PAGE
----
ESOPs are growing in popularity these days as a way of transitioning ownership of a private company to its employees. The owners can sell any portion of the business in a series of transactions over time. ESOPs can serve as an effective financing tool and save business owners and the company quite a bit in taxes.

The idea behind the ESOP is to enable non-owner employees to acquire ownership in the company they work for. The ESOP plan is tax qualified to provide investment in company stock. As such an ESOP is subject to the Employee Retirement Income Security (ERISA) Act in the US.

The sponsoring company may contribute funds to the ESOP. The plan can use the money to buy stock from current shareholders. Alternatively, the company may decide to issue additional shares that are put into the ESOP. The advantage of this approach is that the fair market value of the stock handed to the plan is tax deductible. The ESOP allocates the shares in a way similar to other pension and profit sharing plans.

ESOP may also borrow money from creditors and transact deals with third parties to buy company stock in a way that would otherwise be prohibited under the ERISA and IRS revenue code.

The company can also put together a leveraged ESOP using borrowed funds to buy stock from the current company owners. The money to buy the shares is borrowed from a creditor, such as a bank, pledging the company assets as collateral. Again due to the tax deductible nature of ESOPs, both the principal and interest on the loan are repaid with pretax money.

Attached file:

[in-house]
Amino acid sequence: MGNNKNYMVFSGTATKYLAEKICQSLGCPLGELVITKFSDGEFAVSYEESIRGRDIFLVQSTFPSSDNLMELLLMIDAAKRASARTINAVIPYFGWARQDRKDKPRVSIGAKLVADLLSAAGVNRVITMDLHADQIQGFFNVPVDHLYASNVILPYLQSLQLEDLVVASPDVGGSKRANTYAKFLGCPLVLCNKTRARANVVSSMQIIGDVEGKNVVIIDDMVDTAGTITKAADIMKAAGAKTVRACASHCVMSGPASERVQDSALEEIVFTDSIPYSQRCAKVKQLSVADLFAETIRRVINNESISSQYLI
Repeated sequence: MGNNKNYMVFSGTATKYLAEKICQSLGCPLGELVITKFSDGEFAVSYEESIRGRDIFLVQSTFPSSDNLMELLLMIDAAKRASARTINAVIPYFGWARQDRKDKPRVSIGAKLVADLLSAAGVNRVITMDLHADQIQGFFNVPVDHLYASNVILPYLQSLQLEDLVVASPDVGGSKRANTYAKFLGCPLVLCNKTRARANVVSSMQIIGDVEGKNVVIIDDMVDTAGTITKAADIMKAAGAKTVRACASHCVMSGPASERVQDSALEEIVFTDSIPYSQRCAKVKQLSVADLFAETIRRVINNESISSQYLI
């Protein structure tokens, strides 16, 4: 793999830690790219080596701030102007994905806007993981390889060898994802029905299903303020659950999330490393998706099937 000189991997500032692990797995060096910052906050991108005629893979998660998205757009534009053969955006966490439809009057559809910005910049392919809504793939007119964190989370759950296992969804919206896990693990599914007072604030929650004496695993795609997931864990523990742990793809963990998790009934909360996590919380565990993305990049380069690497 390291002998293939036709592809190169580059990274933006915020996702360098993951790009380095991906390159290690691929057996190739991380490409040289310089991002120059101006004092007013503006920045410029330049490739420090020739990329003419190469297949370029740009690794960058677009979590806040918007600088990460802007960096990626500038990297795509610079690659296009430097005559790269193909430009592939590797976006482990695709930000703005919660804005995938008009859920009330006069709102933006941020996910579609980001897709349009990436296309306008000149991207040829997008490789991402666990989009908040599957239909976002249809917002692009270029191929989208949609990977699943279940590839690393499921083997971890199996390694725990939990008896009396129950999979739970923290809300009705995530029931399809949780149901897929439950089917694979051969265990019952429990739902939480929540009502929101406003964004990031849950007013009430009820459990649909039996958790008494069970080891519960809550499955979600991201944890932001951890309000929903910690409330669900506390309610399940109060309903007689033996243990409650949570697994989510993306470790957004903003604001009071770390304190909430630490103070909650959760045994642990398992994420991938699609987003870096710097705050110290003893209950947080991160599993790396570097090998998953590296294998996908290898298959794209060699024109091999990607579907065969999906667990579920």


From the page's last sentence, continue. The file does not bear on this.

Using other people’s money to fund some or all of company stock for an ESOP leverages company assets and is known as leveraged buyout. More and more small businesses opt for doing this especially when the interest rates are low and banks are willing to make such loans.

This tax advantaged way to buy newly issued company stock makes ESOPs an attractive financing vehicle. The company can raise equity financing without the need to pay out cash to company’s shareholders.

ESOPs are popular because they offer a number of financial advantages to the shareholders, the company and its employees.

The selling shareholders enjoy attractive tax benefits under the Internal Revenue Code Section 1042. In fact, a shareholder can defer the capital gains from stock sale indefinitely as long as:

  • The stock has been held for at least three years prior to its sale.
  • ESOP acquires at least 30% of the outstanding stock following the sale.
  • The sale proceeds are invested in a qualified replacement property, usually stock of a domestic firm.

Dividends paid out to ESOP members are deducted from the company’s taxable income. The same deduction rule applies to the dividends used to make the loan repayments of a leveraged buyout ESOP.

It comes as no surprise that businesses giving employees a chance at owning part of the company tend to create better motivated workforce. Employees can see how their work translates into growing company value and increase in their personal financial worth. They gradually become the owners of the company they work for.

ESOPs are quite versatile and can help the company meet a number of important goals:

  • Provide a good retirement package to employees.
  • Serve as a mechanism behind the management buyout.
  • Sell an operating unit of the company to its staff.
  • Raise additional capital using tax deductible contributions as the source.

If you think setting up a proper ESOP calls for business valuation, you are right. But this discussion is for another post.

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